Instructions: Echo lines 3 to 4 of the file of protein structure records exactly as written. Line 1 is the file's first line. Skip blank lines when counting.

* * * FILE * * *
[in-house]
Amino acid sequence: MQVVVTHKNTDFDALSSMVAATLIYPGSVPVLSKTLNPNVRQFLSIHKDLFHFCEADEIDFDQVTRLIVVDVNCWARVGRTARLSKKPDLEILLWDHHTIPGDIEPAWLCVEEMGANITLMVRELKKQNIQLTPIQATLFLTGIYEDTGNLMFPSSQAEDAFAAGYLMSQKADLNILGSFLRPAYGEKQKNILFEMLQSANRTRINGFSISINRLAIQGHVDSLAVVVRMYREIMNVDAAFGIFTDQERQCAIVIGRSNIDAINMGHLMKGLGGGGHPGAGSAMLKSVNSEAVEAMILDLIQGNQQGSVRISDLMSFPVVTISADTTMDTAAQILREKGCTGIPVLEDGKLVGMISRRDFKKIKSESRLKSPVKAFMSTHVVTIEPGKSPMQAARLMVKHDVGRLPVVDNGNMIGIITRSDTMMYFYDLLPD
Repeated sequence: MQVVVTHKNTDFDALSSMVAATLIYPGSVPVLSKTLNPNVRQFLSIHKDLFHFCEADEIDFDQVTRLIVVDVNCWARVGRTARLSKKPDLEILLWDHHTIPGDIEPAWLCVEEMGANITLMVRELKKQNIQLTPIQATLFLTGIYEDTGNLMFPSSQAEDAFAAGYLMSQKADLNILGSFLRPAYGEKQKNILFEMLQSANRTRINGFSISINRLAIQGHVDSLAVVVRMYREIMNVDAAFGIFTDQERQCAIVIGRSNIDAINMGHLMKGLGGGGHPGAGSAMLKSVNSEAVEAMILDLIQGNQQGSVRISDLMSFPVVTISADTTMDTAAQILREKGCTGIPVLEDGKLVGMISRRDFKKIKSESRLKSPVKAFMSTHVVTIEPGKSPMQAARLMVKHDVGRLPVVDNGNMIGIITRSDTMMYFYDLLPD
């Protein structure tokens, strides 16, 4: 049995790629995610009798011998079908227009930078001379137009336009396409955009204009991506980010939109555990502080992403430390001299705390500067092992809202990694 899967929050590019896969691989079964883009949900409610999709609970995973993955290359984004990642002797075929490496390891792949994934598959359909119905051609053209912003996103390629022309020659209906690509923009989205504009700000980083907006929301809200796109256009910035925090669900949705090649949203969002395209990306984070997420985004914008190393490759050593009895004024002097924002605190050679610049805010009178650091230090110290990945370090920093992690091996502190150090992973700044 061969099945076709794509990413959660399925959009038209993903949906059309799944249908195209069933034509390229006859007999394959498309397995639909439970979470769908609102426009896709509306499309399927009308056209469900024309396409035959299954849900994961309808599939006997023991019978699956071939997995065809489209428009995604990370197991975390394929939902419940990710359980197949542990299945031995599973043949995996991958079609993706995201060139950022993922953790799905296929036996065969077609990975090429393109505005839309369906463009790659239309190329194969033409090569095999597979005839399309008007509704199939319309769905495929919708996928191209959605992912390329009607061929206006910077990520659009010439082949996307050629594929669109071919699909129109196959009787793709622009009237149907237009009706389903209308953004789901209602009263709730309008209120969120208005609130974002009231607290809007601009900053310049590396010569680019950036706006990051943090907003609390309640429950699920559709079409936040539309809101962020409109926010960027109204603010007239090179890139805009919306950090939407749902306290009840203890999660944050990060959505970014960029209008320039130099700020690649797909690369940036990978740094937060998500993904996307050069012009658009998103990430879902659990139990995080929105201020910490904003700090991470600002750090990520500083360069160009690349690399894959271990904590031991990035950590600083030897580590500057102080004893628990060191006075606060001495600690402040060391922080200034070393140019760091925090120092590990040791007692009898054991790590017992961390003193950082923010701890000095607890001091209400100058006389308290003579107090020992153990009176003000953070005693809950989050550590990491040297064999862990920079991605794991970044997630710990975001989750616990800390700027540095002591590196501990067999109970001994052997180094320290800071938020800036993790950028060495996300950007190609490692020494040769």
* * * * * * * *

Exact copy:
Repeated sequence: MQVVVTHKNTDFDALSSMVAATLIYPGSVPVLSKTLNPNVRQFLSIHKDLFHFCEADEIDFDQVTRLIVVDVNCWARVGRTARLSKKPDLEILLWDHHTIPGDIEPAWLCVEEMGANITLMVRELKKQNIQLTPIQATLFLTGIYEDTGNLMFPSSQAEDAFAAGYLMSQKADLNILGSFLRPAYGEKQKNILFEMLQSANRTRINGFSISINRLAIQGHVDSLAVVVRMYREIMNVDAAFGIFTDQERQCAIVIGRSNIDAINMGHLMKGLGGGGHPGAGSAMLKSVNSEAVEAMILDLIQGNQQGSVRISDLMSFPVVTISADTTMDTAAQILREKGCTGIPVLEDGKLVGMISRRDFKKIKSESRLKSPVKAFMSTHVVTIEPGKSPMQAARLMVKHDVGRLPVVDNGNMIGIITRSDTMMYFYDLLPD
């Protein structure tokens, strides 16, 4: 049995790629995610009798011998079908227009930078001379137009336009396409955009204009991506980010939109555990502080992403430390001299705390500067092992809202990694 899967929050590019896969691989079964883009949900409610999709609970995973993955290359984004990642002797075929490496390891792949994934598959359909119905051609053209912003996103390629022309020659209906690509923009989205504009700000980083907006929301809200796109256009910035925090669900949705090649949203969002395209990306984070997420985004914008190393490759050593009895004024002097924002605190050679610049805010009178650091230090110290990945370090920093992690091996502190150090992973700044 061969099945076709794509990413959660399925959009038209993903949906059309799944249908195209069933034509390229006859007999394959498309397995639909439970979470769908609102426009896709509306499309399927009308056209469900024309396409035959299954849900994961309808599939006997023991019978699956071939997995065809489209428009995604990370197991975390394929939902419940990710359980197949542990299945031995599973043949995996991958079609993706995201060139950022993922953790799905296929036996065969077609990975090429393109505005839309369906463009790659239309190329194969033409090569095999597979005839399309008007509704199939319309769905495929919708996928191209959605992912390329009607061929206006910077990520659009010439082949996307050629594929669109071919699909129109196959009787793709622009009237149907237009009706389903209308953004789901209602009263709730309008209120969120208005609130974002009231607290809007601009900053310049590396010569680019950036706006990051943090907003609390309640429950699920559709079409936040539309809101962020409109926010960027109204603010007239090179890139805009919306950090939407749902306290009840203890999660944050990060959505970014960029209008320039130099700020690649797909690369940036990978740094937060998500993904996307050069012009658009998103990430879902659990139990995080929105201020910490904003700090991470600002750090990520500083360069160009690349690399894959271990904590031991990035950590600083030897580590500057102080004893628990060191006075606060001495600690402040060391922080200034070393140019760091925090120092590990040791007692009898054991790590017992961390003193950082923010701890000095607890001091209400100058006389308290003579107090020992153990009176003000953070005693809950989050550590990491040297064999862990920079991605794991970044997630710990975001989750616990800390700027540095002591590196501990067999109970001994052997180094320290800071938020800036993790950028060495996300950007190609490692020494040769």